The Color Density control acts as an "ink throttle" for overall density values. If you encounter a paper that warps or buckles under heavy ink loads (this is usually image dependent), try setting Color Density to minus 10 as a test value. It will normally help with the warping but will not degrade image quality.
The Drying Time per Print Head Pass feature is nice, but does not really apply much these days. The ink set and papers have become so good that drying is rarely an issue. We would recommend increasing dry times for metals, translucent media, and self coated materials.
Fairly self explanatory, this is the menu where you tell the R3000 what paper size you're using. Right below the size drop down is the borderless printing box. You will check this when you want the R3000 to print ink to the very edges of your paper. Below are the popular borderless sizes the R3000 can print:
- 3.5 x 5
- 4 x 6
- 5 x 7
- 5 x 8
- 4 x 7.11
- 8 x 10
- 10 x 12
- 11 x 14
- 12 x 12
- 13 x 19
- 8.5 x 11
- 11 x 17
User Defined Paper Sizes
Like other Epson printers, the R3000 allows you to define custom paper sizes. The limits:
Paper Width: 3.5" - 12.95"
Paper Height: 2.17" - 129"
Custom Borderless Now An Option
The R3000 differs greatly from other printers because it can print some custom sizes with no borders.
By clicking "Enable Borderless printing" on this menu, the controls will change slightly. As you can see at lower right, the paper width becomes a drop down menu with 12 fixed sizes. You'll select one.
The paper height is still a range from 2.17" to 129".
This is a really cool advancement that we've been looking for quite some time. The immediate plus is the ability to print Red River's 7x10 Inkjet Note Card Stock with no borders!
Instructions for Setting up these Custom Borderless Sizes.
The page layout tab is like most other Epson printers. Print orientation, number of copies, layout options, and a host of other features we'll probably never use!
One interesting new option is the Job Settings feature. By checking the Job Settings box then clicking the Details button, you will be presented with the menu at right.
Your print will then contain all of the information you've selected. As you can see below, this print was made on a 5x7 sheet of paper with a 4x6 image. The detail information fits nicely at the top.
For those who like to record settings for future use, or just like to know what settings work, the Job Settings feature should be a welcome addition.
You should come to this tab often to perform routine printer checks and maintenance. The Nozzle Check, Head Cleaning, and Print Head Alignment are all critical tools to have it you experience a drop in print quality.
You can quickly bring up the print queue in case you need to check on a job. And Epson allows you to move printer driver controls around using the Menu Arrangement feature.
A nice addition is the Driver Update button, which performs a quick check with Epson to see if you have the latest software. An internet connection is required for this feature.
Advanced Black & White
The "K3" in UltraChrome K3 means that the Epson R3000 has three black inks available for your printing needs. Using the Advanced Black & White (ABW) mode, the R3000 blends these inks to create a totally neutral black & white image. The system can also create toned grayscale images from cool, to warm, to sepia.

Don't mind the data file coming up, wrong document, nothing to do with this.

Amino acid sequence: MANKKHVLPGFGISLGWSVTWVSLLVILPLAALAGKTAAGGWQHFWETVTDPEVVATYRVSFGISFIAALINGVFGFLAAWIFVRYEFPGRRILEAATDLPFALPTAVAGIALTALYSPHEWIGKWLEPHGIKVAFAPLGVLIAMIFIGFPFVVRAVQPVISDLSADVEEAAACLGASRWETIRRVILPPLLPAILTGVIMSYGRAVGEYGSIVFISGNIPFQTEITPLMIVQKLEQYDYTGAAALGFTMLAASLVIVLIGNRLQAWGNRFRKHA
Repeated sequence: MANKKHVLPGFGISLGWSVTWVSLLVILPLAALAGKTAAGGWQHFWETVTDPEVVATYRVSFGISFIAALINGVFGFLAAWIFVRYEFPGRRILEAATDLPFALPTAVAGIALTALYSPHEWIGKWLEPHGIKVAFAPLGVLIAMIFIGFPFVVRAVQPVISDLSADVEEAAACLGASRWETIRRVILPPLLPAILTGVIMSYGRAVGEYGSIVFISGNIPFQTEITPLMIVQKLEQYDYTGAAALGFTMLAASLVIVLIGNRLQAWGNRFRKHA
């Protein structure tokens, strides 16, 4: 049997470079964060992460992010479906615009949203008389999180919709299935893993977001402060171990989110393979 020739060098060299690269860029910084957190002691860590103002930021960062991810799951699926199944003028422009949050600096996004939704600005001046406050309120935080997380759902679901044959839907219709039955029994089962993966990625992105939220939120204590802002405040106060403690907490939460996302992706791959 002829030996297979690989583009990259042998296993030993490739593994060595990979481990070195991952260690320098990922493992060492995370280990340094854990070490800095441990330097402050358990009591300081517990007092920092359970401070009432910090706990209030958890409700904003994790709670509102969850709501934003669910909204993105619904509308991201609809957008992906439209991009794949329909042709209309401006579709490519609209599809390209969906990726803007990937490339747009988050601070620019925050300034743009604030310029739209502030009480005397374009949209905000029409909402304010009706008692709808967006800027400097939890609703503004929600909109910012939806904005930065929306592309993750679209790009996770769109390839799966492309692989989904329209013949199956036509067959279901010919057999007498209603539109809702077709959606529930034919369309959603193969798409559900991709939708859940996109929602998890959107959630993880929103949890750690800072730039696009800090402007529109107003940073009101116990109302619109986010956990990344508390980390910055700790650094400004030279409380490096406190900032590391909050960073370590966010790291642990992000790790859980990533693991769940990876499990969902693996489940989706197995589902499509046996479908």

Access to the ABW mode starts in the main menu under the color option. See below.
When ABW is chosen, the Mode drop down changes as seen below. This is the quick method of using ABW for quick neutral or tones images.
For more detailed adjustments, clicking the Advanced button above brings up the Color Controls menu for ABW.
A number of variables are available including a color wheel for precise toning work. The only issue you'll find with these controls is the lack of a "live" preview of your image under different conditions. You are provided with a static image that shows the effect of different settings.
Printer Screen Displays
The Epson R3000 allows for most functions to be accessed and controlled from the screen and panel on the front of the machine. Below are screen grabs illustrating the majority of the possible features.
The Epson R3000, at first blush, seems to be a great printer packed with useful features. The Epson UltraChrome K3 system (with Vivid Magenta) is a battle tested ink set that performs well on many different types of inkjet media. As one customer noted this week, UltraChrome K3 seems to "make prints that look like real life". We agree.
Initial cudos go to:
- Fast print speeds at 1440x1440 quality on all media types
- Larger ink tanks
- Custom borderless options
- Fully professional print driver
- Multiple media feed options
The initial impression of larger ink tanks is usually that they will save you money per unit of volume. This may not be the case with the R3000. The cost per mL is at this point about the same as the printer it replaces. However, at sizes above 4x6, inkjet printing is certainly competitive to labs. The larger you get, the more inkjet becomes the most economical print choice. Savings are likely to come from less frequent cartridge changes which can use ink in head charging.
Stay tuned for more on the R3000 in the near future.
Red River Papers for the Epson R3000
Luckily for you, dear reader, Red River has a lot of experience with UltraChrome K3 ink printers. Our line of premium inkjet papers includes over 20 that work very well with the R3000.